© Alamy
Women may be more cunning than men, helping them cope better with an aggressive situation

When the going gets tough, it seems women get tougher.

The fairer sex are more cunning and competitive than men when faced with a threatening situation, research shows.

Previous studies have suggested that men are more physically and verbally aggressive than women.

But it could be the case that women are instead using a different strategy to come out ahead.

Experts say they tend to rely more on subtle forms of aggression, such as socially excluding someone from a group if they are seen as a threat.

In fact, some women at risk of exclusion will strike first to ensure competitors are banished before they are.

To investigate how men and women respond to a social threat, volunteers were asked to play a game against two other people for money.

They could opt to compete alone, and run the risk of being excluded, or join forces with a competitor.

Female participants chose to work with an opponent and exclude the third player more often than the male volunteers.

Researcher and psychologist Joyce Benenson, from Harvard University in the U.S., told Psychological Science journal: 'The same-sex social worlds differ in that females have to worry about alienating others, whereas males worry about getting beaten up.'

To investigate how men and women respond when faced with a social threat, psychologist Joyce Benenson, of Harvard University, asked volunteers to play a game against two hypothetical partners in which they accumulated points for money. Volunteers had the option of playing by themselves or joining forces with one or two opponents.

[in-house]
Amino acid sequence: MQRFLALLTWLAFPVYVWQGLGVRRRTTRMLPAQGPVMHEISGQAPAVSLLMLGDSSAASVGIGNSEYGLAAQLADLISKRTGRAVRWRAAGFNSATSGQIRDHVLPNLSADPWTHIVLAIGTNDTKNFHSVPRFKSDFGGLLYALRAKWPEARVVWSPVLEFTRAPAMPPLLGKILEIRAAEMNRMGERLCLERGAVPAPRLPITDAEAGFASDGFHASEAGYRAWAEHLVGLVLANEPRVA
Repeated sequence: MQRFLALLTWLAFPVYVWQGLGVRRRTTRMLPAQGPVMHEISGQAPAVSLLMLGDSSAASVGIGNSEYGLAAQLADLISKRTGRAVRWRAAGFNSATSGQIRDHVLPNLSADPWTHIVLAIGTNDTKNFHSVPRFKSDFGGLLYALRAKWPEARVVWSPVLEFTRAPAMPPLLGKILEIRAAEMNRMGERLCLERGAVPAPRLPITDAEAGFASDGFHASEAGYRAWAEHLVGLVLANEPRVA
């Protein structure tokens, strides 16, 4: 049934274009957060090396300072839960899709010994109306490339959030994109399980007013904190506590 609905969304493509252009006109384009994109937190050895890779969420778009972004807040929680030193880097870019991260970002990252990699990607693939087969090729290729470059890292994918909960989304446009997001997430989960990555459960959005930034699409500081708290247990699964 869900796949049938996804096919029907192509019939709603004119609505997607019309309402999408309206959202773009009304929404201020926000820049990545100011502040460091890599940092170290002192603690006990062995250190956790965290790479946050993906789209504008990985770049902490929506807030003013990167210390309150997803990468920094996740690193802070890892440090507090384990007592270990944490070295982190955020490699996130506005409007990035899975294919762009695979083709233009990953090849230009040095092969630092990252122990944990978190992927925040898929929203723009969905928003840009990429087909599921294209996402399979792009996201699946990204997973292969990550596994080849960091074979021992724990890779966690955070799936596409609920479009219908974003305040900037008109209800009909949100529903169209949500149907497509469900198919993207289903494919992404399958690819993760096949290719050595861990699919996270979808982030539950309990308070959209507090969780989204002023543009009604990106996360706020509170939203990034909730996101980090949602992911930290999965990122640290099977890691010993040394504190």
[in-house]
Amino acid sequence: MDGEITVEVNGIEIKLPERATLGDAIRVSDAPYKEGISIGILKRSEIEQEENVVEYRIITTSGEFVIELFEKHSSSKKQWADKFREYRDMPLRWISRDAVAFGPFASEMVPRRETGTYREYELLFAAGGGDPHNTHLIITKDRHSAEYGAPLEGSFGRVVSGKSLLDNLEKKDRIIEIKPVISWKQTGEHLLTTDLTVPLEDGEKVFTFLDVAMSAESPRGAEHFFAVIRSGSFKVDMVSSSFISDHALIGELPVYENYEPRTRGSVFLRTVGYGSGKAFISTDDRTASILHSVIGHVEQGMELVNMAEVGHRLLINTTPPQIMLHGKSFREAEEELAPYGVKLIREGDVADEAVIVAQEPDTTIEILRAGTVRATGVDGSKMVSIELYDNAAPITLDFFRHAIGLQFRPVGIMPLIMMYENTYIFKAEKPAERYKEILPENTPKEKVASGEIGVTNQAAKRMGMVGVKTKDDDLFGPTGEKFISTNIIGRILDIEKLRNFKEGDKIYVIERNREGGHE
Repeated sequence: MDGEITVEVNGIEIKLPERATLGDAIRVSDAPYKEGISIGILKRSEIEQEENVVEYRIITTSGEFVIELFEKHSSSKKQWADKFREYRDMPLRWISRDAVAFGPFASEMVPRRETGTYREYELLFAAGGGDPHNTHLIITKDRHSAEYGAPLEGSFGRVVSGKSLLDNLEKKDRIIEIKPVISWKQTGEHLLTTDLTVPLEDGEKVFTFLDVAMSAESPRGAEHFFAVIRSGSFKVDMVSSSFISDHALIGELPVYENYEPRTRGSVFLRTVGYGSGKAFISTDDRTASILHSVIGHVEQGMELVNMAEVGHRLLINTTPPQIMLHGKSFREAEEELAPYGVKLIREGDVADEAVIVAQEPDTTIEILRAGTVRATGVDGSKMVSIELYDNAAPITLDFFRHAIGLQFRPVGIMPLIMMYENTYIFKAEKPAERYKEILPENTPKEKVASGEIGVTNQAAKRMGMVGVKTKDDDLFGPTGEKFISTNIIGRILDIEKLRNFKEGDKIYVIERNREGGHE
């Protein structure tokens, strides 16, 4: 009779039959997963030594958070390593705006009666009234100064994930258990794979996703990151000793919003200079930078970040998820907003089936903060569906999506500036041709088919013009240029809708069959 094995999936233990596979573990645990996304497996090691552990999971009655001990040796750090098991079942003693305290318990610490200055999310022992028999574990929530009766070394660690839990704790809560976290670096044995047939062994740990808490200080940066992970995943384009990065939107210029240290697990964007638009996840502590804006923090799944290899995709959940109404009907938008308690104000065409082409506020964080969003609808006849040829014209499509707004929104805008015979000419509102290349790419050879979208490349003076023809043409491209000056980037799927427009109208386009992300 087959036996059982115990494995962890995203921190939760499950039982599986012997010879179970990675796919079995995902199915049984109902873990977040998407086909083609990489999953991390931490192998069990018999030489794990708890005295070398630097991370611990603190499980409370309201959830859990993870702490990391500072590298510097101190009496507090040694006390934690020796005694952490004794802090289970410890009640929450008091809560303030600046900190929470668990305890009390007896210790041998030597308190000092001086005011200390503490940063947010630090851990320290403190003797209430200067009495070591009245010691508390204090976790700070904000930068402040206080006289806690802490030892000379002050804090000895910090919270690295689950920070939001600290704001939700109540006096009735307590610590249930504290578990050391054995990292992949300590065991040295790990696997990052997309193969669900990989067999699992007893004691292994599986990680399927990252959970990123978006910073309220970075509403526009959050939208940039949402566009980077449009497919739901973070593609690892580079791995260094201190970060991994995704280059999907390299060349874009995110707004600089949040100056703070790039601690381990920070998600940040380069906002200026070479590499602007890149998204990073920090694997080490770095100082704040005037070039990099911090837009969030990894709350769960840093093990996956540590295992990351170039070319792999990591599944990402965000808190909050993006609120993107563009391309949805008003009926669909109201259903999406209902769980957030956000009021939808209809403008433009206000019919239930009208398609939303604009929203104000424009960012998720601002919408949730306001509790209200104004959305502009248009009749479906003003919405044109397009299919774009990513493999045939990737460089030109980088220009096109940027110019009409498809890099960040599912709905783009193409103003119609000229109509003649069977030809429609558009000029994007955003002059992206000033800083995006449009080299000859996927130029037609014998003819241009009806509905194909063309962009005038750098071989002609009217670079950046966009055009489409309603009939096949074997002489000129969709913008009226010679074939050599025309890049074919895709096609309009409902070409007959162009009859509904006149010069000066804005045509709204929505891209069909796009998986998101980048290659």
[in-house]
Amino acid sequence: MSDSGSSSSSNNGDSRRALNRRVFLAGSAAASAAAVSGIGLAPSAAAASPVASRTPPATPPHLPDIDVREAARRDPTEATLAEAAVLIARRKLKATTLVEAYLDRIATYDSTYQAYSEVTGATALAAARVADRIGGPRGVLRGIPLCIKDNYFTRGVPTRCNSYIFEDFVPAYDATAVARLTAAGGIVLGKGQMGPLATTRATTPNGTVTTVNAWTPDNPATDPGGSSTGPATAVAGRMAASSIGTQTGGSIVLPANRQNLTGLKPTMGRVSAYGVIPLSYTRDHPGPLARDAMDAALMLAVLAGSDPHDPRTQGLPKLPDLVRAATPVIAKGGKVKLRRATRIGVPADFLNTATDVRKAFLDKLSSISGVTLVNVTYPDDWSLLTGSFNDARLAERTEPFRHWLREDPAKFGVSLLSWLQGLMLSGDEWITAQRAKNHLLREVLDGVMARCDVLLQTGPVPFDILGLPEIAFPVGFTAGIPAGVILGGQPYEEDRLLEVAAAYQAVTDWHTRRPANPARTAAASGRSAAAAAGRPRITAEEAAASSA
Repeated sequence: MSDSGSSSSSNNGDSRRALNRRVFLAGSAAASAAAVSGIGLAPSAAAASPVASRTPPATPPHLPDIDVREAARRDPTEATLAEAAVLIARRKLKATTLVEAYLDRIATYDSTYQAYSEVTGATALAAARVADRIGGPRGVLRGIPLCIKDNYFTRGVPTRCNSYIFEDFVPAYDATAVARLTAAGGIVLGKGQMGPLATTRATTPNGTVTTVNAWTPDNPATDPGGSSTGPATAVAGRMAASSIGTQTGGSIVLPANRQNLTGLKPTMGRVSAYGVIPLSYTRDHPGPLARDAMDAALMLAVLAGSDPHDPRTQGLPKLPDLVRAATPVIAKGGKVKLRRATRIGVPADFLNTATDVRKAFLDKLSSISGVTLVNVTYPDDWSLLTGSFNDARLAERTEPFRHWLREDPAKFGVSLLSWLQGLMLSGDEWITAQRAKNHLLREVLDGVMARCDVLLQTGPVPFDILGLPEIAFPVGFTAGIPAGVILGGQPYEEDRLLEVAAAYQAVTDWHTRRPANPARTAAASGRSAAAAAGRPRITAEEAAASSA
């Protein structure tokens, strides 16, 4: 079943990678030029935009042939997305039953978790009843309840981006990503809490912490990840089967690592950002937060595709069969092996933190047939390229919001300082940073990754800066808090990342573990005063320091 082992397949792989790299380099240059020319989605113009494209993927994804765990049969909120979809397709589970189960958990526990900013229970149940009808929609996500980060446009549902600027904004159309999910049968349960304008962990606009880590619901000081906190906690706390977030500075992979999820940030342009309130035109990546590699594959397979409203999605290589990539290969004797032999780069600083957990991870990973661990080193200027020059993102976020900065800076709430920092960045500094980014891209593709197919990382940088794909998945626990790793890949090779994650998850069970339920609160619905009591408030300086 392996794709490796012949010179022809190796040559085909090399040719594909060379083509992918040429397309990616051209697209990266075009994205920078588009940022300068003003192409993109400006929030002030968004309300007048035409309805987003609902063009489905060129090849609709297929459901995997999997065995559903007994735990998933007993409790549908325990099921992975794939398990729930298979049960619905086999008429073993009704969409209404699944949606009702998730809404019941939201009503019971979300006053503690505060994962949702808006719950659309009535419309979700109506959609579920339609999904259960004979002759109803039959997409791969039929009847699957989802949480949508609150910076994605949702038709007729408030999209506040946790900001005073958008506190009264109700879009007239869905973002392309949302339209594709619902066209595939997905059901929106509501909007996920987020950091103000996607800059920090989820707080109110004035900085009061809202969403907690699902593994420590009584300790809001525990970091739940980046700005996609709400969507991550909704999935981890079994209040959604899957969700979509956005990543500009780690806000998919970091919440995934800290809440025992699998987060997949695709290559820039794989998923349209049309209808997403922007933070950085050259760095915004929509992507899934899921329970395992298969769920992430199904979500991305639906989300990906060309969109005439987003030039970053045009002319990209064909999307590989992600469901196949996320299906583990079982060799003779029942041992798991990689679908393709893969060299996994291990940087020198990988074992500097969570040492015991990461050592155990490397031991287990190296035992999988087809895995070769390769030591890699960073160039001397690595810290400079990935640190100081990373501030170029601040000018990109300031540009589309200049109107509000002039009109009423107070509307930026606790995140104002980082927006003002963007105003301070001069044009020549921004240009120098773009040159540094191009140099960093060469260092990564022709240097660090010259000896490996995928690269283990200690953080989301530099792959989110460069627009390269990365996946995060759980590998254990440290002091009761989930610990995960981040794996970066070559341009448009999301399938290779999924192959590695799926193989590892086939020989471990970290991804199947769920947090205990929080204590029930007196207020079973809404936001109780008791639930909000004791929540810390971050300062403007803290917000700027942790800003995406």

In the final option, they would avoid competition, but split profits three ways. During the game, some of the volunteers were confronted with the possibility of social exclusion.

When competing alone, volunteers were told they ran the risk of being excluded by the two others.

When joining forces with one opponent, the volunteers were told that if they managed to win the third player would be excluded and would not win any points.

The results revealed that when volunteers played the game without the threat of social exclusion there was no difference between men and women in the number of times they chose to form an alliance with another player.

However, when the exclusion factor was used, female participants chose to join forces with one opponent and exclude the third player more often than did male volunteers.

The study authors wrote: 'As their primary competitive strategy to combat any social threat, females may attempt to form an exclusionary alliance, whereas males may endeavor to unilaterally and directly dominate an opponent.

'Women may be more sensitive than men to social exclusion, and when they feel threatened by the prospect of being left out, a woman's first response may be to socially exclude a third party.